Pakistani exposed once again

The killing of Taliban leader Mullah Akhtar Muhammad Mansour by the Americans in the Baluchistan province of Pakistan has once again exposed Islamabad’s complicity. Pakistan has been claiming that it did not know the whereabouts of Mansour, notorious for his intransigence and for not joining the peace efforts in Afghanistan. The Pakistani establishment kept the truth under cover and did not let the US agencies know where Mullah Akhtar Muhammad Mansour was.
It had said the same about al-Qaeda chief Osama bin Laden until the US traced him to Abbottabad, killed and buried him in the sea.
This time, the US Joint Special Operations Command rightly identified Mansour in a white sedan rattling across the arid expanse of Baluchistan and incinerated him.
He had just crossed the border under an assumed name from Iran where he had undergone some treatment, away from the prying eyes of the ISI.
He had managed to move in and out of Pakistan despite claims of Pakistani establishment of being tough on the Taliban and its friends.
Though US President Barack Obama described the killing as an “important milestone” in the war against terrorism, few describe it as of great significance. Mansour was not as charismatic as the Taliban founder Mullah Omar who died of tuberculosis in 2013 or Osama. It is believed that the Taliban would soon be able to replace him with another, who might even be more diabolic than him.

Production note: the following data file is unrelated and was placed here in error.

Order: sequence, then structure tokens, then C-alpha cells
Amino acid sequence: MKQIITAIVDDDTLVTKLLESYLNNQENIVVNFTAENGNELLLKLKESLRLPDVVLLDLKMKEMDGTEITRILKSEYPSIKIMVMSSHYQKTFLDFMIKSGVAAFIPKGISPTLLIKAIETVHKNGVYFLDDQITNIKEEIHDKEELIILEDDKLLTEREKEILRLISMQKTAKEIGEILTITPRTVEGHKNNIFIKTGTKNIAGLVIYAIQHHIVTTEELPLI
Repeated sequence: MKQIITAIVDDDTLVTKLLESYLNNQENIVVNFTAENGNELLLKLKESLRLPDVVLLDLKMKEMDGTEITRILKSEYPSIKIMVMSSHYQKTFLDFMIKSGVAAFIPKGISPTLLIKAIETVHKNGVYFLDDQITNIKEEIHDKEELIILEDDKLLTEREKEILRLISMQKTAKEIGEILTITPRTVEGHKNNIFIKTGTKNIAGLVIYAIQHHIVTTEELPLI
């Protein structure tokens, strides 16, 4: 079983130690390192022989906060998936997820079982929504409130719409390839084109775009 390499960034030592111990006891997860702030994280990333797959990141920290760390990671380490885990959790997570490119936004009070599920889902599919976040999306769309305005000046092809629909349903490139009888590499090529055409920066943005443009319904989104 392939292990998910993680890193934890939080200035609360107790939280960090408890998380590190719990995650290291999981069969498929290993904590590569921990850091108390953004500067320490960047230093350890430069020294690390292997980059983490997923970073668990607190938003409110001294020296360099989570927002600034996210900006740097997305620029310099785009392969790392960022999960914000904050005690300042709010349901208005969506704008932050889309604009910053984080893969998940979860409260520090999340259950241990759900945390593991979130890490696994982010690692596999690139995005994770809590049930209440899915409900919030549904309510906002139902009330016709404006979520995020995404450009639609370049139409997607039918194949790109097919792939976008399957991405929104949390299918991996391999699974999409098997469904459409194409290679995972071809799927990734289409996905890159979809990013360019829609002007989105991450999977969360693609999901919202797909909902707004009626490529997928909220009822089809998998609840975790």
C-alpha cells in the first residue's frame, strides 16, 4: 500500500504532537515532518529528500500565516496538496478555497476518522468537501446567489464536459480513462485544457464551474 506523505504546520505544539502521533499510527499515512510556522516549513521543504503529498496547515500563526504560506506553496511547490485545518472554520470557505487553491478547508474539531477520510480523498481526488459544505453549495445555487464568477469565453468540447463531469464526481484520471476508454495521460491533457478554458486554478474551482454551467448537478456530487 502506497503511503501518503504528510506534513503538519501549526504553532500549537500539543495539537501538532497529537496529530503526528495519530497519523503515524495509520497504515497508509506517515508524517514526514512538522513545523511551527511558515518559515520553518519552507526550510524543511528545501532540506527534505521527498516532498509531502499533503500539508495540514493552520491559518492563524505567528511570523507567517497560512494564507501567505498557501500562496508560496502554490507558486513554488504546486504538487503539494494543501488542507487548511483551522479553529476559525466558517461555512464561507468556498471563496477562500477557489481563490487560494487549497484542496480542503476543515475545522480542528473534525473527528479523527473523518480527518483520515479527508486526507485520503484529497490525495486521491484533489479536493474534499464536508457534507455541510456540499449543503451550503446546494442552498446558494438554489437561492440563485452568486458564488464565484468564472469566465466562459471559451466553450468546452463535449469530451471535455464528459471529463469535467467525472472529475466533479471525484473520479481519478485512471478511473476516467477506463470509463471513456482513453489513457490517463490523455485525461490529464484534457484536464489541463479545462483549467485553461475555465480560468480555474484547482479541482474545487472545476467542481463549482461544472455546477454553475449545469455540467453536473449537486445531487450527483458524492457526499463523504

There is, therefore, no guarantee that the Af-Pak region will hereafter be more peaceful. Far from that, the fear of the Taliban resorting to vendetta cannot be ruled out. The killing, however, underscores a new low in US-Pakistan relations. There is little evidence to suggest that the Americans got Pakistani help in targeting Mansour. In fact, all evidence points to the fact that the operation was carried out without taking Islamabad into confidence.
The killing occurred not in the frontier region near Afghanistan, the one place where Pakistan has tolerated drone attacks, but well inside Pakistan. Seen in the backdrop of the US Congress move to block aid to Islamabad and the row over the F-16 fighter jets, it would be clear that the trust deficit between the so-called allies is widening.

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